Anticancer effects of elevated (noncauterizing) temperature were first observed in ancient Egyptian times (Oleson and Dewhirst 1983). Hippocrates (460–377 B.C.) later incorporated fever therapy into a homeopathic approach to disease (i.e., treating a disease with a symptom of that disease). In the fourth century, Refus of Ephesus advocated the use of fever induction to treat malignant diseases (Kluger 1980). In the nineteenth century tumor regressions accompanying high fevers were reported both by Busch and Bruns (Busch 1866; Bruns 1888). At the end of the nineteenth century, Coley reported an anecdotal series of cancer patients who responded to fevers induced by erysipelas and bacterial endotoxins (Coley 1893; Nauts et al. 1953). In 1935, Warren induced “artificial fevers” using diathermy in conjunction with incandescent light bulbs and also described antineoplastic activity (Warren 1935).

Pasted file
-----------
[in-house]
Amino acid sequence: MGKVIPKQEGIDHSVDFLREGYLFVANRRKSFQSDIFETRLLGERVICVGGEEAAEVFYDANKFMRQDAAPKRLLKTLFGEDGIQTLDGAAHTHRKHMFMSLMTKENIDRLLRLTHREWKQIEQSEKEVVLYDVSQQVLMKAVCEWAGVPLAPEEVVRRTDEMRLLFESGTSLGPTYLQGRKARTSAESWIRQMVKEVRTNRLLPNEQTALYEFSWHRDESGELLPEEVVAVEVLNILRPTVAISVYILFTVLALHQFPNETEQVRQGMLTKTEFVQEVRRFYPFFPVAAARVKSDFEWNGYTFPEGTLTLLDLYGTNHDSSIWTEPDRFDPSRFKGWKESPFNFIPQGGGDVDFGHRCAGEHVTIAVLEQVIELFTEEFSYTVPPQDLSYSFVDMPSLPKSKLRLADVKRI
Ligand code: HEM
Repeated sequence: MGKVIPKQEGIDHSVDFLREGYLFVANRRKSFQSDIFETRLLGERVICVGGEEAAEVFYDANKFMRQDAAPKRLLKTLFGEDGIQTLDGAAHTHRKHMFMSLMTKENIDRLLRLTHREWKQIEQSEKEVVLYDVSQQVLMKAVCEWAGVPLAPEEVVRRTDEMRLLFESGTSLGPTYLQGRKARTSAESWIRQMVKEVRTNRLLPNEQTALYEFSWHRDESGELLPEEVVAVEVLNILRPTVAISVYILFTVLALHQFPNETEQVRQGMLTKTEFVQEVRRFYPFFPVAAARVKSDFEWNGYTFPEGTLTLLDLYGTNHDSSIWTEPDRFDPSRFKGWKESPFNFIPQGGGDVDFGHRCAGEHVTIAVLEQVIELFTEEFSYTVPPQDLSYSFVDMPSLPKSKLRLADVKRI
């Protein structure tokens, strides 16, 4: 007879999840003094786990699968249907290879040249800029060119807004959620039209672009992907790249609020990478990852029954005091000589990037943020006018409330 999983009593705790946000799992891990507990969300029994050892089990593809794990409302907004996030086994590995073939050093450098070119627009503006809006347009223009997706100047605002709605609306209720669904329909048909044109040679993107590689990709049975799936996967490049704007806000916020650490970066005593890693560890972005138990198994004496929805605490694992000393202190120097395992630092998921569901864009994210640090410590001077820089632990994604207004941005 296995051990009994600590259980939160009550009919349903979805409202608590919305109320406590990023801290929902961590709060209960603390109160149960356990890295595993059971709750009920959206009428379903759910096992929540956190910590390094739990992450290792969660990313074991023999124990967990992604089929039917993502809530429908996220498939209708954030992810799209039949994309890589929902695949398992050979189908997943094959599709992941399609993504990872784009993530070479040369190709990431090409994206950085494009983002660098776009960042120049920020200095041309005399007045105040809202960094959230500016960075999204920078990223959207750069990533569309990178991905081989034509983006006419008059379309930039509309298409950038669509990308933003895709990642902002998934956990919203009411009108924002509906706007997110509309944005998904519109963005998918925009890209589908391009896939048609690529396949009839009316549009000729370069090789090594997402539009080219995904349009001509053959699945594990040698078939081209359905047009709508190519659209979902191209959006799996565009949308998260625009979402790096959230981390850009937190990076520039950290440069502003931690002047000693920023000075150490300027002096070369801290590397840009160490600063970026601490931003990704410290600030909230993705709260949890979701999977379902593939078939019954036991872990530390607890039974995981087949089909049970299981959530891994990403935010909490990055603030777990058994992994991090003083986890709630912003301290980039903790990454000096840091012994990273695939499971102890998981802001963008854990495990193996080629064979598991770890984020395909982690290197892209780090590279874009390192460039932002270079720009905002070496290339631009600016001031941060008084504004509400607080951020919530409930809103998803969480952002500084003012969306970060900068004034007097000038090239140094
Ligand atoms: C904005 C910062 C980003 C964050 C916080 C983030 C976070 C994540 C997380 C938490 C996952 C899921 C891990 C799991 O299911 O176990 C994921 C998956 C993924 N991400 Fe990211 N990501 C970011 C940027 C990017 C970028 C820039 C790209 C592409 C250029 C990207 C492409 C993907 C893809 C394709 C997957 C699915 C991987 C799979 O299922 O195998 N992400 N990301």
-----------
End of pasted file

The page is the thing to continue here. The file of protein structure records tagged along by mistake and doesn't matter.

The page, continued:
KeywordsAntineoplastic Activity Local Hyperthermia Whole Body Hyperthermia Regional Hyperthermia Body Hyperthermia
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